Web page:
Unilever's underlying sales rose 2.9% in the fourth quarter, with all divisions contributing to growth.
While new CEO Alan Jope says the group is on track to hit 2020 goals, a tough outlook means 2019 sales growth is expected to be in the lower half of the previously communicated 3-5% range.
The shares fell 2.5% on the news.
The Q4 dividend is set at EUR0.3872 per share, an increase of 8%. That translates to a dividend of 33.61p for UK shareholders.
We think Unilever is an attractive long-run growth story.
The group makes and sells everyday household items like Dove, Magnum and Persil. These products fall into the 'little and often' category, so are typically not that vulnerable to the ups and downs of the economy.
An effective marketing division ensures Unilever's brands are at the forefront of customers' minds, which give it a good chance to grow market share over time. Strong brands also mean Unilever can increase prices, boosting margins and profits. That enables significant reinvestment in the following year's marketing budget. And there's historically been enough to increase the dividend too.
Consistently repeating this cycle has led to impressive shareholder returns, and Unilever plans to boost profitability even further with cost-saving plans. The dividend is comfortably covered by earnings and cash flows, and we think there's clear potential for the payout to keep increasing, although as always there are no guarantees. At the time of writing the prospective yield is 3.5%.
While other consumer goods groups share these characteristics, Unilever's emerging markets exposure separates it from rivals. Weak sales growth on the back of economic strife in South America is a reminder these can be volatile. But Unilever's wide range of markets means it can weather difficult conditions in a handful of geographies, while growing and increasingly wealthy populations in EM nations should be a long term tailwind.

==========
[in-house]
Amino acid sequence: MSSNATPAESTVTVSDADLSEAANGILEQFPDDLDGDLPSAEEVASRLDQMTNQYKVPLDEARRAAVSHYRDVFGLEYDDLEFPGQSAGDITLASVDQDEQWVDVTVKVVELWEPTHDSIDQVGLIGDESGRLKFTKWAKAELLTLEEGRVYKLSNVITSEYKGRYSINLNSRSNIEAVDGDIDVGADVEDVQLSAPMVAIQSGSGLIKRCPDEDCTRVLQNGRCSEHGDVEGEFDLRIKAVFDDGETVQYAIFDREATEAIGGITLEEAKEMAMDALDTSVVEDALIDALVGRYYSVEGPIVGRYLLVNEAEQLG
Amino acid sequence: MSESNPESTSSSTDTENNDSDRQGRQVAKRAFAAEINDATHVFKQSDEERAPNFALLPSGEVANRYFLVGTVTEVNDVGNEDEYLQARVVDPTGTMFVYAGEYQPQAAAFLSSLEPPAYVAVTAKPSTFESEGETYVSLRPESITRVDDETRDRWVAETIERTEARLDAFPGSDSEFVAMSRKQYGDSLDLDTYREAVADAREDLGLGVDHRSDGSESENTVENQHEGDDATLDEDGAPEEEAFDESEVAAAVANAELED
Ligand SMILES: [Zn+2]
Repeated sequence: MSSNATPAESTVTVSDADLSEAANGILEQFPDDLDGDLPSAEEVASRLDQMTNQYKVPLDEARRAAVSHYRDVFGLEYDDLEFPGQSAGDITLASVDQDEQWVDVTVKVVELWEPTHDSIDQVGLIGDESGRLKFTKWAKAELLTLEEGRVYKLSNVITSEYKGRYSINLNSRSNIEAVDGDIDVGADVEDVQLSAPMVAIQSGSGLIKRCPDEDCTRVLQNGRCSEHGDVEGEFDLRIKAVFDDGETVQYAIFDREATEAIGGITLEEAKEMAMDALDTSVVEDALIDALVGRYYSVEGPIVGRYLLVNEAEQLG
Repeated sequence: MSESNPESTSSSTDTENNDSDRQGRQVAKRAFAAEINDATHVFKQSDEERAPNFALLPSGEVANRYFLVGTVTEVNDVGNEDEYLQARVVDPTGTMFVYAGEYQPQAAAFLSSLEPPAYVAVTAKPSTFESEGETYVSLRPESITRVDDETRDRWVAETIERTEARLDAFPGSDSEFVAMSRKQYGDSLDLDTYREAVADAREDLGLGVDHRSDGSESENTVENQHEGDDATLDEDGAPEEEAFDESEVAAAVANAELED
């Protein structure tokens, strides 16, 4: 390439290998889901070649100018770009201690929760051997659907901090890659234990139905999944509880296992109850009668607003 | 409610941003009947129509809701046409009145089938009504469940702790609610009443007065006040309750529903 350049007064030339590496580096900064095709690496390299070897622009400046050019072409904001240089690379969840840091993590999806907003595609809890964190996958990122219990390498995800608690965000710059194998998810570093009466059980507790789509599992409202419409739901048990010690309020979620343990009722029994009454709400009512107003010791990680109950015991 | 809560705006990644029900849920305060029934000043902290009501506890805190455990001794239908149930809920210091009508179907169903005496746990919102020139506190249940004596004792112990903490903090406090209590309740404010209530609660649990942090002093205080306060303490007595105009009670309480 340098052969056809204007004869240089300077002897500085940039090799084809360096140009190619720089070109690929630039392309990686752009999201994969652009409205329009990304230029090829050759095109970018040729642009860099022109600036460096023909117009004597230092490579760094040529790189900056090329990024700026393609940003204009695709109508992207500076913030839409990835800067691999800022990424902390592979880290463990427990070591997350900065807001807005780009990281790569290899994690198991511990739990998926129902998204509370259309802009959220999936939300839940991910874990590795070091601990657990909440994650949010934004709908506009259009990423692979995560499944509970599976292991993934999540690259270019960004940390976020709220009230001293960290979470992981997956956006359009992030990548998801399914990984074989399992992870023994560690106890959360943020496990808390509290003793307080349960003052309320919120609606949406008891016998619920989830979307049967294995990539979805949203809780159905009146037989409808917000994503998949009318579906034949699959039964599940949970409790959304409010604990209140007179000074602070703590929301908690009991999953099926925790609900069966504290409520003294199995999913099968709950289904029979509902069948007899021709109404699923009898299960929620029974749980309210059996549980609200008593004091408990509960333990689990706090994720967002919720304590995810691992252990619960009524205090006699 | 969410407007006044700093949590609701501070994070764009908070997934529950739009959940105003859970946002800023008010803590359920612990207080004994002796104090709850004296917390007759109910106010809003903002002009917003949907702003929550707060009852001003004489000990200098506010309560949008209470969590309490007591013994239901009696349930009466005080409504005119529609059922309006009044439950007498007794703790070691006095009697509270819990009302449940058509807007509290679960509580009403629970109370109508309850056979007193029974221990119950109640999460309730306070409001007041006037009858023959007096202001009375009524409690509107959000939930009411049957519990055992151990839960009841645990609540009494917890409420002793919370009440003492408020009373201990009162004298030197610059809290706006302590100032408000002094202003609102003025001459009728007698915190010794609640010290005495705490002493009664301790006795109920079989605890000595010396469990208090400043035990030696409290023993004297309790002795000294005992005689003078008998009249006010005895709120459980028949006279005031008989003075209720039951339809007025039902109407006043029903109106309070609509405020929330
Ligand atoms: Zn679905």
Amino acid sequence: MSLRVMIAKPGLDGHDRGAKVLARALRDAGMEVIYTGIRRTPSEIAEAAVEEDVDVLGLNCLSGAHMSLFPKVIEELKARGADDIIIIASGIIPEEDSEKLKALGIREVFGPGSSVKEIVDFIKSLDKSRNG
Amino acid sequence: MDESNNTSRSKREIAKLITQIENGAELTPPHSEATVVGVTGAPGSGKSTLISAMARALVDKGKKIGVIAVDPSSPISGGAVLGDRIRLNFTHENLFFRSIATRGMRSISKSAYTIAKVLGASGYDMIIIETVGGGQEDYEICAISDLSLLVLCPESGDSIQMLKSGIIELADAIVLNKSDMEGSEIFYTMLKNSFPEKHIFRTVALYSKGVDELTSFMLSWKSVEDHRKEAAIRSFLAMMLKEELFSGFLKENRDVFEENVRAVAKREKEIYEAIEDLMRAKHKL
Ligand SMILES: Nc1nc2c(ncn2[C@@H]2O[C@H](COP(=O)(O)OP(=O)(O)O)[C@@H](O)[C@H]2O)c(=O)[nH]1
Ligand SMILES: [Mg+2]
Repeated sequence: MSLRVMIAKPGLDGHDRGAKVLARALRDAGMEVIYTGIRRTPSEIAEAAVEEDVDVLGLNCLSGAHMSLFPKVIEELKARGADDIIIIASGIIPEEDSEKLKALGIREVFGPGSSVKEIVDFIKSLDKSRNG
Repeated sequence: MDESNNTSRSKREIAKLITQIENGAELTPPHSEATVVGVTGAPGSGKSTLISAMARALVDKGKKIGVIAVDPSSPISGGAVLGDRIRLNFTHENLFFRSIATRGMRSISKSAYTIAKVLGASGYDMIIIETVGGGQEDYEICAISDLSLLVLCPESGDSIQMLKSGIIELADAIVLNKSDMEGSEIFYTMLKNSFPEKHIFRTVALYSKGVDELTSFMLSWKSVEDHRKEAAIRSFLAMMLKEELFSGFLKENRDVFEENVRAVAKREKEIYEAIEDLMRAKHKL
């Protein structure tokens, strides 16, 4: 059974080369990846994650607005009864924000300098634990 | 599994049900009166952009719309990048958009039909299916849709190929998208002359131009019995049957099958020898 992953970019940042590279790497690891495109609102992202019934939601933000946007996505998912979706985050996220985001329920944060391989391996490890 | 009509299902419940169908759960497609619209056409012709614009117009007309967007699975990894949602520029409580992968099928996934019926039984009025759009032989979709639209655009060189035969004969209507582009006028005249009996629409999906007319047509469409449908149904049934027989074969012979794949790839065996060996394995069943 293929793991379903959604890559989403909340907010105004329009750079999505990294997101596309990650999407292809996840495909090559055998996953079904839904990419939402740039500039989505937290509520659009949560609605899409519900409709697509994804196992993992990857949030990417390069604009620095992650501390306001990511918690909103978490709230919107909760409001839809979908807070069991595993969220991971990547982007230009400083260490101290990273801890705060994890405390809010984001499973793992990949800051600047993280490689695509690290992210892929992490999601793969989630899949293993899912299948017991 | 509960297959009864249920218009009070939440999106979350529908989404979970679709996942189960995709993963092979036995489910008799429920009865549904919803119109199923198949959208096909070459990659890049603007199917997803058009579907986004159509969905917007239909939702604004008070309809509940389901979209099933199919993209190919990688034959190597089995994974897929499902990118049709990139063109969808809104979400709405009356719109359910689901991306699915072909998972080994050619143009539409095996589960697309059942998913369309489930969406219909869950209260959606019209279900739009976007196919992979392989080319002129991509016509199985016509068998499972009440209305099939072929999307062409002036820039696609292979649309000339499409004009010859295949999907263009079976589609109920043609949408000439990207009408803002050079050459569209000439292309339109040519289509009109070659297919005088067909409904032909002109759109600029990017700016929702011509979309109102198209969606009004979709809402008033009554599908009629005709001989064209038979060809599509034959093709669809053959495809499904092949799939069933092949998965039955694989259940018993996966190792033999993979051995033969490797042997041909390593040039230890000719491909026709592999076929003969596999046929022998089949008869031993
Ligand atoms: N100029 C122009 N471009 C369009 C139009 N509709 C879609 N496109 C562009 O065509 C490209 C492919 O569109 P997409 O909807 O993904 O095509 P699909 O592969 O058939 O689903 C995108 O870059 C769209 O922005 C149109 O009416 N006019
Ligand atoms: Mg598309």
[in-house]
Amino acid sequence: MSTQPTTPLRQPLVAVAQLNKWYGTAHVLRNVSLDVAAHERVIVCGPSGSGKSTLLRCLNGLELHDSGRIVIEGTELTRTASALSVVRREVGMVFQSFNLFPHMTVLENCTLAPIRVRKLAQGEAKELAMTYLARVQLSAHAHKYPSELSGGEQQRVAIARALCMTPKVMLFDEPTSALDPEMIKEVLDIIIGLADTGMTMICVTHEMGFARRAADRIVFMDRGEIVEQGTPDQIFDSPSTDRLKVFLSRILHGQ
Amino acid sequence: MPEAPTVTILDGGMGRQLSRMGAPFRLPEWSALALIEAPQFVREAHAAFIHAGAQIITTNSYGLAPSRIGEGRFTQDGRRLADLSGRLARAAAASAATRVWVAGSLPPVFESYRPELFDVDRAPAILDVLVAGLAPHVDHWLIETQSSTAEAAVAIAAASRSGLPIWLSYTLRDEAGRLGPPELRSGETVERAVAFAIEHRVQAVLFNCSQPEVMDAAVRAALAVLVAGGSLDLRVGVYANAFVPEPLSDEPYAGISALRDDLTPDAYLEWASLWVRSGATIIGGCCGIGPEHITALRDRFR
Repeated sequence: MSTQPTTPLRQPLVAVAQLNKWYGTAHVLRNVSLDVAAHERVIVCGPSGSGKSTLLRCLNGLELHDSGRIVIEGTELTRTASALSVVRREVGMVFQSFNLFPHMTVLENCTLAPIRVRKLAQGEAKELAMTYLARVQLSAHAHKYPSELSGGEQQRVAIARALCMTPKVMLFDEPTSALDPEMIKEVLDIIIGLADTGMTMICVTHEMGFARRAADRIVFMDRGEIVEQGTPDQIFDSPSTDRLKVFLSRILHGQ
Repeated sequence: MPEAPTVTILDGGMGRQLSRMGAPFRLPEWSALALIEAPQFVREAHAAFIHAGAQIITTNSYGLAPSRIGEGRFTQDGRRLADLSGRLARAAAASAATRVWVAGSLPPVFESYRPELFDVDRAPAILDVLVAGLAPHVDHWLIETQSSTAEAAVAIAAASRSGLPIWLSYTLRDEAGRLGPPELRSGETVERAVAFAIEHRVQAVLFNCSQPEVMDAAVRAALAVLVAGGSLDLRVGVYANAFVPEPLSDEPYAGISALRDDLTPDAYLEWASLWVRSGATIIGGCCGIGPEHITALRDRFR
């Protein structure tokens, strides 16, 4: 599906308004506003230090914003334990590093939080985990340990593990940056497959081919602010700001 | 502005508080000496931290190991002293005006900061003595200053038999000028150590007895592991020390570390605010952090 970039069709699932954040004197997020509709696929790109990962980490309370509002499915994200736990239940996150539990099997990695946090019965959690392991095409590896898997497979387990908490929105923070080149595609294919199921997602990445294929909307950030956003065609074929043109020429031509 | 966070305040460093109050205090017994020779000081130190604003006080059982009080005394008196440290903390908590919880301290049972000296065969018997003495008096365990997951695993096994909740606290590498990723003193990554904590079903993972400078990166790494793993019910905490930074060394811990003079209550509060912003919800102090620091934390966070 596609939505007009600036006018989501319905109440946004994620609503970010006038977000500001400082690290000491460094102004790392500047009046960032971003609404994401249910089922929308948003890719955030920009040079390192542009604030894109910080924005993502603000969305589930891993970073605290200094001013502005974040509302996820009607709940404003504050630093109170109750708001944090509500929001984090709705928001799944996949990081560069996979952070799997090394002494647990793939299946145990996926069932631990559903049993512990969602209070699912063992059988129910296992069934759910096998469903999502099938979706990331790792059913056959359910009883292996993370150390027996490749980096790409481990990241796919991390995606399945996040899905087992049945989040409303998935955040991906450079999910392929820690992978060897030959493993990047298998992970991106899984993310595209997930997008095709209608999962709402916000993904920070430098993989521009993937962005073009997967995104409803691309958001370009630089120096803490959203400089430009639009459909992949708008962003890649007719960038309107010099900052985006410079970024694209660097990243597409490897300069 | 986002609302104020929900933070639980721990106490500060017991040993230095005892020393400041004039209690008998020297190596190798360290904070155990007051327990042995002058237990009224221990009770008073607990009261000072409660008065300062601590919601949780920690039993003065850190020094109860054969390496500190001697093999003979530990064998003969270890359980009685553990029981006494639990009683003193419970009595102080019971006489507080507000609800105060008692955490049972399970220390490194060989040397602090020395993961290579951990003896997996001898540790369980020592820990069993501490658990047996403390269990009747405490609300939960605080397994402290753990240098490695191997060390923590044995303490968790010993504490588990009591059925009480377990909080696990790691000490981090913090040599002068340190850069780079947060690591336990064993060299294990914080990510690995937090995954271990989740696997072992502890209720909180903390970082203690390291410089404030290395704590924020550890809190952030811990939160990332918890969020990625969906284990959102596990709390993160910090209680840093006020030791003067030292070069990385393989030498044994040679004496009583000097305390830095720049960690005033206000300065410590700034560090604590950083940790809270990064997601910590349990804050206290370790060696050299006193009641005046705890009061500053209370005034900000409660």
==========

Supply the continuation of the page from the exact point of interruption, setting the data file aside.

The group is midway through an ambitious plan to grow margins to 20% by 2020. While progress has been solid so far, analysts have been concerned the group won't hit its targets on time.
While missing targets wouldn't be ideal, we don't think it would impact the long-run investment case. Rivals like P&G and Reckitt Benckiser already deliver margins stretching past 20%, and we think Unilever can get there too. Whether that's 2020 or 2021 isn't a primary concern to us.
Still, a falling share price has pushed the rating down to 18.3 times expected earnings, a shade above the ten year average, but below the more lofty valuations we've seen of late.
Full year results details
Full year revenue fell 5.1% to EUR51bn, but that reflects unfavourable foreign exchange rate movements and the disposal of the spreads business.
On an underlying basis, sales rose 3.1% in 2018, driven by growth in emerging markets. Lower overheads and marketing spend helped operating margin rise 0.9 percentage points to 18.4%. Earnings per share rose 13% to EUR2.36.
Divisional summary (figures quoted on an underlying basis):
Beauty & Personal Care saw sales rise 3.1% to EUR20.7bn driven by 2.5% volume growth. Skincare brands Dove and Vaseline were highlighted as strong performers. Margins rose to 21.9%.
Foods & Refreshment sales rose 2.3% to EUR18.8bn, with 1.6% from volume and 0.7% from pricing. Innovations included a new Magnum range, and new versions of Knorr rice and pasta pots. Operating margin moved from 16.7% to 17.5%
Sunlight and Domestos helped Home Care sales rise 4.2% to EUR10.1bn, with volume accounting for 2.3% of the improvement and 1.9% from price. Margin increased to 13% from 12.2%.
Net debt rose from EUR20.3bn to EUR20.8bn, reflecting the cost of acquisitions and the fact the proceeds from the spreads sale were returned to shareholders through a share buyback programme of EUR6bn.
Unless otherwise stated estimates, including prospective yields, are a consensus of analyst forecasts provided by Thomson Reuters. These estimates are not a reliable indicator of future performance. Yields are variable and not guaranteed. Investments rise and fall in value so investors could make a loss.
This article is not advice or a recommendation to buy, sell or hold any investment. No view is given on the present or future value or price of any investment, and investors should form their own view on any proposed investment. This article has not been prepared in accordance with legal requirements designed to promote the independence of investment research and is considered a marketing communication. Non-independent research is not subject to FCA rules prohibiting dealing ahead of research, however HL has put controls in place (including dealing restrictions, physical and information barriers) to manage potential conflicts of interest presented by such dealing. Please see our full non-independent research for more information.